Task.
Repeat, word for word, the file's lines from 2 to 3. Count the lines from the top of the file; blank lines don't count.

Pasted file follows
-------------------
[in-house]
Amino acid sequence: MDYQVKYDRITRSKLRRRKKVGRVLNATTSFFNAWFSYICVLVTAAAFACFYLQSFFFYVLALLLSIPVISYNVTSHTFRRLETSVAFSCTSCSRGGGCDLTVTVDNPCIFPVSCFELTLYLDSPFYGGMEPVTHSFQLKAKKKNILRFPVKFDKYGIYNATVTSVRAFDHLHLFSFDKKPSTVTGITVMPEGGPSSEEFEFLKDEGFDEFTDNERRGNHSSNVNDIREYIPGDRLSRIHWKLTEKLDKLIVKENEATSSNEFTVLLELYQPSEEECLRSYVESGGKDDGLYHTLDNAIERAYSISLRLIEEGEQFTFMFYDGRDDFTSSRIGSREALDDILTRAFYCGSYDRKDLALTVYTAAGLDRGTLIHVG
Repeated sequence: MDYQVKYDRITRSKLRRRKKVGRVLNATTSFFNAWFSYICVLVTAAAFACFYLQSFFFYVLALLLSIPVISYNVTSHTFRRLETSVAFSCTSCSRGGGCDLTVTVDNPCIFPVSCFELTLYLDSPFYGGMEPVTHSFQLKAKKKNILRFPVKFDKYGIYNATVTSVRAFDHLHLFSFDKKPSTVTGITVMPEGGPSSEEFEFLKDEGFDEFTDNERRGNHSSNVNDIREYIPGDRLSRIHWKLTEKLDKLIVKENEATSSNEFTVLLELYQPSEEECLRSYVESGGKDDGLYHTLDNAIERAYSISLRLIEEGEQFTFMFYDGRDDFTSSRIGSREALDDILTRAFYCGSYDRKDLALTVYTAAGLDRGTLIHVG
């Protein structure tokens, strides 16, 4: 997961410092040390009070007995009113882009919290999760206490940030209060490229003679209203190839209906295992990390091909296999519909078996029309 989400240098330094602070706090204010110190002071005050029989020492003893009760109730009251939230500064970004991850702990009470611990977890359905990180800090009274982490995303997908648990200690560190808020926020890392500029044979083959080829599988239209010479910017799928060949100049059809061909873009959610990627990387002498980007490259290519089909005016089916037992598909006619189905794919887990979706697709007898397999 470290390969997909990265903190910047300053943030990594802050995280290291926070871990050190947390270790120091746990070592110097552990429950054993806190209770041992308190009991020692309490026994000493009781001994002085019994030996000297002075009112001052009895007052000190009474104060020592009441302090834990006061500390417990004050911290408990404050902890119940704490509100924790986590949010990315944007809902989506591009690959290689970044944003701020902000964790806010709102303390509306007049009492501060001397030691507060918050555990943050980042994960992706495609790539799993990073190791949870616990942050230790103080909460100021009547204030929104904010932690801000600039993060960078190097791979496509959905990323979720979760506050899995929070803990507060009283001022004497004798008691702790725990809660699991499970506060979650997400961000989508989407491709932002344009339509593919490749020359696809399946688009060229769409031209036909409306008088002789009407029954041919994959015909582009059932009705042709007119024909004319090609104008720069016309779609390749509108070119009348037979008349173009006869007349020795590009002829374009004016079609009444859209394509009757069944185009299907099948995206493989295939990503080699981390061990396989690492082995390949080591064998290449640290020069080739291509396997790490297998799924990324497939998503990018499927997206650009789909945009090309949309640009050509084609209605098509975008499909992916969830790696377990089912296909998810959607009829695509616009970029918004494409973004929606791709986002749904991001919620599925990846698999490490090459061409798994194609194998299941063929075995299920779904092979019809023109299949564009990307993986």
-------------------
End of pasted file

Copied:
Amino acid sequence: MDYQVKYDRITRSKLRRRKKVGRVLNATTSFFNAWFSYICVLVTAAAFACFYLQSFFFYVLALLLSIPVISYNVTSHTFRRLETSVAFSCTSCSRGGGCDLTVTVDNPCIFPVSCFELTLYLDSPFYGGMEPVTHSFQLKAKKKNILRFPVKFDKYGIYNATVTSVRAFDHLHLFSFDKKPSTVTGITVMPEGGPSSEEFEFLKDEGFDEFTDNERRGNHSSNVNDIREYIPGDRLSRIHWKLTEKLDKLIVKENEATSSNEFTVLLELYQPSEEECLRSYVESGGKDDGLYHTLDNAIERAYSISLRLIEEGEQFTFMFYDGRDDFTSSRIGSREALDDILTRAFYCGSYDRKDLALTVYTAAGLDRGTLIHVG
Repeated sequence: MDYQVKYDRITRSKLRRRKKVGRVLNATTSFFNAWFSYICVLVTAAAFACFYLQSFFFYVLALLLSIPVISYNVTSHTFRRLETSVAFSCTSCSRGGGCDLTVTVDNPCIFPVSCFELTLYLDSPFYGGMEPVTHSFQLKAKKKNILRFPVKFDKYGIYNATVTSVRAFDHLHLFSFDKKPSTVTGITVMPEGGPSSEEFEFLKDEGFDEFTDNERRGNHSSNVNDIREYIPGDRLSRIHWKLTEKLDKLIVKENEATSSNEFTVLLELYQPSEEECLRSYVESGGKDDGLYHTLDNAIERAYSISLRLIEEGEQFTFMFYDGRDDFTSSRIGSREALDDILTRAFYCGSYDRKDLALTVYTAAGLDRGTLIHVG